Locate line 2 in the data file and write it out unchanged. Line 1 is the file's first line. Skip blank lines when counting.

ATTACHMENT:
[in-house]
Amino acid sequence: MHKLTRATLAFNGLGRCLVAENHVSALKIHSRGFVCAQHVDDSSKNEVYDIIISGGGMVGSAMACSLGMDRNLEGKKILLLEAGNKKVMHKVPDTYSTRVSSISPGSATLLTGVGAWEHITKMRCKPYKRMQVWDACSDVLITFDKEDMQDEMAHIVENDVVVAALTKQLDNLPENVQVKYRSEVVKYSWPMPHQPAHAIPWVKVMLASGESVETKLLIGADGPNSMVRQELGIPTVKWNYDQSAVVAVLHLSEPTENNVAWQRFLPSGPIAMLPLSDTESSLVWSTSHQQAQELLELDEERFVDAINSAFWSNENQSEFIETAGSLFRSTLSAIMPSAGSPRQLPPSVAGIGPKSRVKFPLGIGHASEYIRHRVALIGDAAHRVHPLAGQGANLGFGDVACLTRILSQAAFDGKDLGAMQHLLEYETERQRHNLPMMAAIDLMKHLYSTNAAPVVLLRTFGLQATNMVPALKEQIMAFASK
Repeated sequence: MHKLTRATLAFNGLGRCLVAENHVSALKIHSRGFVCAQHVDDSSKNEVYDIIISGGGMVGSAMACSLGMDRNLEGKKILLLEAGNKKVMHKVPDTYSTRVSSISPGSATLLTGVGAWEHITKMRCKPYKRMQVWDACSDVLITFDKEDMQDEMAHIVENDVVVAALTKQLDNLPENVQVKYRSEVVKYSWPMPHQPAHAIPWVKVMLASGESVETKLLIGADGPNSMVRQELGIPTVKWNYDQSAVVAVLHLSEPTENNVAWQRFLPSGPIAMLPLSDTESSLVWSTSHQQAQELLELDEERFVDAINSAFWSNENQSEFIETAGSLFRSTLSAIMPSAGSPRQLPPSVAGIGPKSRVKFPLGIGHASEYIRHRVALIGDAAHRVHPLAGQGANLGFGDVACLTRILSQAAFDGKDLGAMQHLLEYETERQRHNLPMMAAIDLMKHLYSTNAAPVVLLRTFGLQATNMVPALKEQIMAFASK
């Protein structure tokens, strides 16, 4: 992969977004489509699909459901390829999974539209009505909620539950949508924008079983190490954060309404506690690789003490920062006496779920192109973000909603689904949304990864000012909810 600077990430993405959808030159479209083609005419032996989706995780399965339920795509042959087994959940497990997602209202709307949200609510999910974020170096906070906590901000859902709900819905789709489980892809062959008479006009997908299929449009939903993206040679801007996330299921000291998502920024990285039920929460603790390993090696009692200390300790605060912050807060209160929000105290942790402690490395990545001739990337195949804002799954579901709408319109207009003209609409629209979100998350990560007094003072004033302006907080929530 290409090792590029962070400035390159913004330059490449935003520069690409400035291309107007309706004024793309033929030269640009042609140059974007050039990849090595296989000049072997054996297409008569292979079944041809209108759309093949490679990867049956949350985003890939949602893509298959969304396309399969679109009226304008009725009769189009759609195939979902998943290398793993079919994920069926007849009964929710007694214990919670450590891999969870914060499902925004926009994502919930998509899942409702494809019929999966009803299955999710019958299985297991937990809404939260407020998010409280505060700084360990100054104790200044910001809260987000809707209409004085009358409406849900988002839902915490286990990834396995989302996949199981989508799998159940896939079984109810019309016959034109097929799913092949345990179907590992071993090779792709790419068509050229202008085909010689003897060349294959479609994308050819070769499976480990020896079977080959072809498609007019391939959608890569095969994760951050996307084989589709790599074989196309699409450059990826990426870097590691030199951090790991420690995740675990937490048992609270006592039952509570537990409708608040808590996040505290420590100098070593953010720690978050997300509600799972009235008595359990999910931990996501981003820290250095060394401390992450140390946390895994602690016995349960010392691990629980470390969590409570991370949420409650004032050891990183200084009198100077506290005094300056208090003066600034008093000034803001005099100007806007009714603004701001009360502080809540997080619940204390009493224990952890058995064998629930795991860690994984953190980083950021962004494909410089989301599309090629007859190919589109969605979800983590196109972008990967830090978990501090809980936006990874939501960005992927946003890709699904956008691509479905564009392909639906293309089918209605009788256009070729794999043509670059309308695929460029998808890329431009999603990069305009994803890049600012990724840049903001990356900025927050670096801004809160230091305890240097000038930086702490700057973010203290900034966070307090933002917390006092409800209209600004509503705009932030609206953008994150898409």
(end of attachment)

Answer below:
Amino acid sequence: MHKLTRATLAFNGLGRCLVAENHVSALKIHSRGFVCAQHVDDSSKNEVYDIIISGGGMVGSAMACSLGMDRNLEGKKILLLEAGNKKVMHKVPDTYSTRVSSISPGSATLLTGVGAWEHITKMRCKPYKRMQVWDACSDVLITFDKEDMQDEMAHIVENDVVVAALTKQLDNLPENVQVKYRSEVVKYSWPMPHQPAHAIPWVKVMLASGESVETKLLIGADGPNSMVRQELGIPTVKWNYDQSAVVAVLHLSEPTENNVAWQRFLPSGPIAMLPLSDTESSLVWSTSHQQAQELLELDEERFVDAINSAFWSNENQSEFIETAGSLFRSTLSAIMPSAGSPRQLPPSVAGIGPKSRVKFPLGIGHASEYIRHRVALIGDAAHRVHPLAGQGANLGFGDVACLTRILSQAAFDGKDLGAMQHLLEYETERQRHNLPMMAAIDLMKHLYSTNAAPVVLLRTFGLQATNMVPALKEQIMAFASK